I wish I could pretend this example I’m going to use is a hypothetical situation but embarrassingly I’ve been here with a guy I was sort-of-seeing. And don’t make a face like this is weird because I’m certain we’ve all visited Awkward Alley before at least once. The writing in green is what is being said and the writing in red is what is actually meant.

X: Do you want to hang out tomorrow?

Do you want to hang out tomorrow?

Y: Um, it’s up to you.


X: Well I don’t mind.

If you’re not bothered I’m not going to show I’m bothered.

Y: Well do you have anything else on?

You have nothing else on so why would you not see me? Is it my thighs?

X: No, just chilling.

I told you I have nothing else on tomorrow so why would you ask?

Y: Ok. If you fancy it just let me know.

We both know we’re going to hang out tomorrow but I’ll pretend like I don’t know that.

X: Alright, see you whenever.

Alright, see you tomorrow.

In an ideal world, wouldn’t that conversation have gone something like this?

X: Do you want to hang out tomorrow?

Y: Yeah that’d be nice.

X: Cool, pick you up at 9?

Y: Sounds good, bring lube.

The frustrating thing is that both parties know exactly what is going through the other person’s head (aka the writing in red), yet still both come out with what’s written in green. WHY?! And look, I do this all the time too. I’m not pretending to be some kind of revolutionary communicator. I am aware of this and try very hard not to do it but I am just as big a culprit as the rest of you. It’s almost as if we can’t help doing it. Once you become aware that the red writing is happening there’s all this blue writing scrolling across the bottom of the screen that is your mind saying why are you saying that? over and over. We’re constantly fighting an inner battle with ourselves, but I feel sorrier for those people in denial of the red writing. They don’t even realise they’re chatting bollocks; at least we accept we’re stupid.

If you sit and think too much about nothing anyone says making sense it really does feel like your brain is going to implode. So I shall leave you with this: a llama in a scarf.

How majestic.

Let’s talk about Affluenza

We all remember the reputable opening line to the Pokémon theme song despite probably not sitting through an episode in years. I’d hazard a guess that at least 5% of readers will have the tune on their iPod for those moments when it’s “just necessary” to put on. Although perhaps not the most dignified example of the point I’m trying to push, it does underline the importance of “being the very best” as something drilled into us from an early age and staying with us through to adulthood.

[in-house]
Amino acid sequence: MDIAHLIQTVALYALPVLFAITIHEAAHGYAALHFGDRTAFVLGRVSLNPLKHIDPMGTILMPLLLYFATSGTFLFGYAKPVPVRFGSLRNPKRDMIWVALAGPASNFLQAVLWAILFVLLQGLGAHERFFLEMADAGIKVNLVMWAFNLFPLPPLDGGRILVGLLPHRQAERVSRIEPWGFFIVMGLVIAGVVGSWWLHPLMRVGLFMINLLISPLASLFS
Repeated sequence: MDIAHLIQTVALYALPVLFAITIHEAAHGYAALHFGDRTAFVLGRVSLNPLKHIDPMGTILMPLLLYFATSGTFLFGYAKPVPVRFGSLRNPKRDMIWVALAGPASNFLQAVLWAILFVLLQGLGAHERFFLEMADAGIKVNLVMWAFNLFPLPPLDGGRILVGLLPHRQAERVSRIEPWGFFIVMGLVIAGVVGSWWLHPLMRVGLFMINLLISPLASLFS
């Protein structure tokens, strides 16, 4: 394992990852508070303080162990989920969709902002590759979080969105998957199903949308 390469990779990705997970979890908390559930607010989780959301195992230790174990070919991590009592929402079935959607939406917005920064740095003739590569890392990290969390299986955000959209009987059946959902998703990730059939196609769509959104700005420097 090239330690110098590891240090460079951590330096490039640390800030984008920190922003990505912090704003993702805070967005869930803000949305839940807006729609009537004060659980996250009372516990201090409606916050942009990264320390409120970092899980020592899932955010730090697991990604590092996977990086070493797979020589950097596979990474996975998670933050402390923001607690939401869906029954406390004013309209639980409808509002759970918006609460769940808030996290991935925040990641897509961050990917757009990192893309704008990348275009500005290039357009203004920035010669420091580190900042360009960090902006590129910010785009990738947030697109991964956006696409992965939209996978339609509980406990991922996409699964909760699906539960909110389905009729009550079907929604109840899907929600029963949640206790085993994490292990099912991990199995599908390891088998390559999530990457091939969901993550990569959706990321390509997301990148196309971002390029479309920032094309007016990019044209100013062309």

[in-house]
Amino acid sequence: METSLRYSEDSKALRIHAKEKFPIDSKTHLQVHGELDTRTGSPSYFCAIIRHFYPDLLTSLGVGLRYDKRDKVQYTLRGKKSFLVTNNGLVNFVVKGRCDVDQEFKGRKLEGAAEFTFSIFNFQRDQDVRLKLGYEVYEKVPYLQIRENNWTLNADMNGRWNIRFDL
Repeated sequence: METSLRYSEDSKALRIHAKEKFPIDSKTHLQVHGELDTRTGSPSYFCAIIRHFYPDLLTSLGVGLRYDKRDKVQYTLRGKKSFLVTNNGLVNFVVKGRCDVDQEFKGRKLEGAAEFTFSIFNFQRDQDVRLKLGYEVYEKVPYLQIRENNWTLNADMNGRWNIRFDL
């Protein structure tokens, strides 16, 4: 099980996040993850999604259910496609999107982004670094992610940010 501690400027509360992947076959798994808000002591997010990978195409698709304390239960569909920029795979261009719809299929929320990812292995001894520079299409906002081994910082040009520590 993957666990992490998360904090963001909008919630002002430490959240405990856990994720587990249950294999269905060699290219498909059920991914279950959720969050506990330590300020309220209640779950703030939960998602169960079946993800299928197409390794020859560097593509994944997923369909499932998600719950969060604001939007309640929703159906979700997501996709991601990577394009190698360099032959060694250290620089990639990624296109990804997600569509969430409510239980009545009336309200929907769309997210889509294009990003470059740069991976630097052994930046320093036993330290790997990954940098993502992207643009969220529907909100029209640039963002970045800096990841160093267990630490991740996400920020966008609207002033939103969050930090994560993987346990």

Striving to achieve great things has always been seen as something positive and healthy; the motivation a parent gives their child to win the race in sports day or get the certificate at the end of assembly being the unquestioned foundation for a successful life to come. Having dreams and even daily goals is our reason for getting up in the morning, if you don’t want anything it is easy to slip into a seemingly pointless routine of get up, eat, sleep, repeat.

Question is: to what extent is wanting to be the very best a good thing for our emotional well being? How do you find the balance of a driving, competitive nature that pushes you to your limits in order to succeed and satisfaction with one’s self?

It’s interesting to hear people’s views on the term “being competitive” and how different childhood experiences can lead to it being either a good quality to find in someone or an undesirable characteristic. A lot of people simply settle with “it depends” because, fair enough, it’s all about striking that balance.

Have you noticed that if you’re working or get on with a competitive person you’ll usually accept that it’s ‘in their nature’ and substitute words such as “spirited” or “hard-working”? Put in a position where you’re working against or already have a negative predisposition of such a person the terms “bloodthirsty”, “aggressive” or even “psycho” get muttered disapprovingly.

The reason I got thinking about all this was after reading “Affluenza – How to be Successful and Stay Sane” by Oliver James. The comparison to Affluenza used by James himself is the HIV virus. “Just as having the HIV virus places you at risk of developing the physical disease of AIDS, infection with the Affluenza virus increases your susceptibility to the commonest emotional diseases: depression, anxiety, substance abuse and personality disorder”.

James used the term Affluenza to describe one’s obsession with becoming an affluent character as something like a virus. “It is a set of values which increase our vulnerability to emotional distress. It entails placing a high value on acquiring money and possessions, looking good in the eyes of others and wanting to be famous.”